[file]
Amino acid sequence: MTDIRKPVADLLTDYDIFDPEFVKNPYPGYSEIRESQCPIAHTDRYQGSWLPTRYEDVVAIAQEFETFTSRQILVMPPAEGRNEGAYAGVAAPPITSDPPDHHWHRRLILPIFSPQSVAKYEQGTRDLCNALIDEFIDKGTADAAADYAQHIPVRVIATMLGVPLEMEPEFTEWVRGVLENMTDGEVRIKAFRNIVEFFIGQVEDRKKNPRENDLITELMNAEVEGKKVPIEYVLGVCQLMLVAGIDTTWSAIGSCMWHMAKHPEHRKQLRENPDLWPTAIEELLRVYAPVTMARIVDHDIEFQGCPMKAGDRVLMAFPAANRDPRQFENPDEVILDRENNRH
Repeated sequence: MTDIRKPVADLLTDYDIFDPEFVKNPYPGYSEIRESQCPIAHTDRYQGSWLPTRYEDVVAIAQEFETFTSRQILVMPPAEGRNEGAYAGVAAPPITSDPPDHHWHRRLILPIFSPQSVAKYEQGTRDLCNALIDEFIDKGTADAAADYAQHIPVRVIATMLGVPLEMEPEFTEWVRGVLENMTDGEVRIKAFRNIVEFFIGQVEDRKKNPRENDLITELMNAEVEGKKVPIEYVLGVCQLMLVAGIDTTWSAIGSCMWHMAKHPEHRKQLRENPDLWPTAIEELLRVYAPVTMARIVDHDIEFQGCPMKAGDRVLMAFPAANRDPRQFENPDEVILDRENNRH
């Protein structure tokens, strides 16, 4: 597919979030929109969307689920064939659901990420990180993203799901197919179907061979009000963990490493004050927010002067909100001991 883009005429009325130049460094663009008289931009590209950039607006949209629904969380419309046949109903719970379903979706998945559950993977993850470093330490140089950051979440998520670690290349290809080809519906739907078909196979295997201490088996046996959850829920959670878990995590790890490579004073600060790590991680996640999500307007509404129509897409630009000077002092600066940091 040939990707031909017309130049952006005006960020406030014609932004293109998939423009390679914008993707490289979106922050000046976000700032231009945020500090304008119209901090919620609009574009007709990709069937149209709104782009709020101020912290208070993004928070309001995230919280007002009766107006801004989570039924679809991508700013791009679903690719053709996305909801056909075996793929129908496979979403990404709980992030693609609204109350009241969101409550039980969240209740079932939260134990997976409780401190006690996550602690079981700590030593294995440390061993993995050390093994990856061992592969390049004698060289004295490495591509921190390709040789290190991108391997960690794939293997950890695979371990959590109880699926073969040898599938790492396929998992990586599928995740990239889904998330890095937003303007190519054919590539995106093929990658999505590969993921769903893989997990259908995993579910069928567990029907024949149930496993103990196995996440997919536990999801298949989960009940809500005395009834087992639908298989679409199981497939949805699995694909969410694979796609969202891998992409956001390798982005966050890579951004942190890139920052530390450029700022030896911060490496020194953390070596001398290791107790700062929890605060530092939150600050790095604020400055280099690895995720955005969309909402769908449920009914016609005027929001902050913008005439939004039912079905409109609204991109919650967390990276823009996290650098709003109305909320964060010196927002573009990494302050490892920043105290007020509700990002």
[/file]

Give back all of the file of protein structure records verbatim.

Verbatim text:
Amino acid sequence: MTDIRKPVADLLTDYDIFDPEFVKNPYPGYSEIRESQCPIAHTDRYQGSWLPTRYEDVVAIAQEFETFTSRQILVMPPAEGRNEGAYAGVAAPPITSDPPDHHWHRRLILPIFSPQSVAKYEQGTRDLCNALIDEFIDKGTADAAADYAQHIPVRVIATMLGVPLEMEPEFTEWVRGVLENMTDGEVRIKAFRNIVEFFIGQVEDRKKNPRENDLITELMNAEVEGKKVPIEYVLGVCQLMLVAGIDTTWSAIGSCMWHMAKHPEHRKQLRENPDLWPTAIEELLRVYAPVTMARIVDHDIEFQGCPMKAGDRVLMAFPAANRDPRQFENPDEVILDRENNRH
Repeated sequence: MTDIRKPVADLLTDYDIFDPEFVKNPYPGYSEIRESQCPIAHTDRYQGSWLPTRYEDVVAIAQEFETFTSRQILVMPPAEGRNEGAYAGVAAPPITSDPPDHHWHRRLILPIFSPQSVAKYEQGTRDLCNALIDEFIDKGTADAAADYAQHIPVRVIATMLGVPLEMEPEFTEWVRGVLENMTDGEVRIKAFRNIVEFFIGQVEDRKKNPRENDLITELMNAEVEGKKVPIEYVLGVCQLMLVAGIDTTWSAIGSCMWHMAKHPEHRKQLRENPDLWPTAIEELLRVYAPVTMARIVDHDIEFQGCPMKAGDRVLMAFPAANRDPRQFENPDEVILDRENNRH
């Protein structure tokens, strides 16, 4: 597919979030929109969307689920064939659901990420990180993203799901197919179907061979009000963990490493004050927010002067909100001991 883009005429009325130049460094663009008289931009590209950039607006949209629904969380419309046949109903719970379903979706998945559950993977993850470093330490140089950051979440998520670690290349290809080809519906739907078909196979295997201490088996046996959850829920959670878990995590790890490579004073600060790590991680996640999500307007509404129509897409630009000077002092600066940091 040939990707031909017309130049952006005006960020406030014609932004293109998939423009390679914008993707490289979106922050000046976000700032231009945020500090304008119209901090919620609009574009007709990709069937149209709104782009709020101020912290208070993004928070309001995230919280007002009766107006801004989570039924679809991508700013791009679903690719053709996305909801056909075996793929129908496979979403990404709980992030693609609204109350009241969101409550039980969240209740079932939260134990997976409780401190006690996550602690079981700590030593294995440390061993993995050390093994990856061992592969390049004698060289004295490495591509921190390709040789290190991108391997960690794939293997950890695979371990959590109880699926073969040898599938790492396929998992990586599928995740990239889904998330890095937003303007190519054919590539995106093929990658999505590969993921769903893989997990259908995993579910069928567990029907024949149930496993103990196995996440997919536990999801298949989960009940809500005395009834087992639908298989679409199981497939949805699995694909969410694979796609969202891998992409956001390798982005966050890579951004942190890139920052530390450029700022030896911060490496020194953390070596001398290791107790700062929890605060530092939150600050790095604020400055280099690895995720955005969309909402769908449920009914016609005027929001902050913008005439939004039912079905409109609204991109919650967390990276823009996290650098709003109305909320964060010196927002573009990494302050490892920043105290007020509700990002």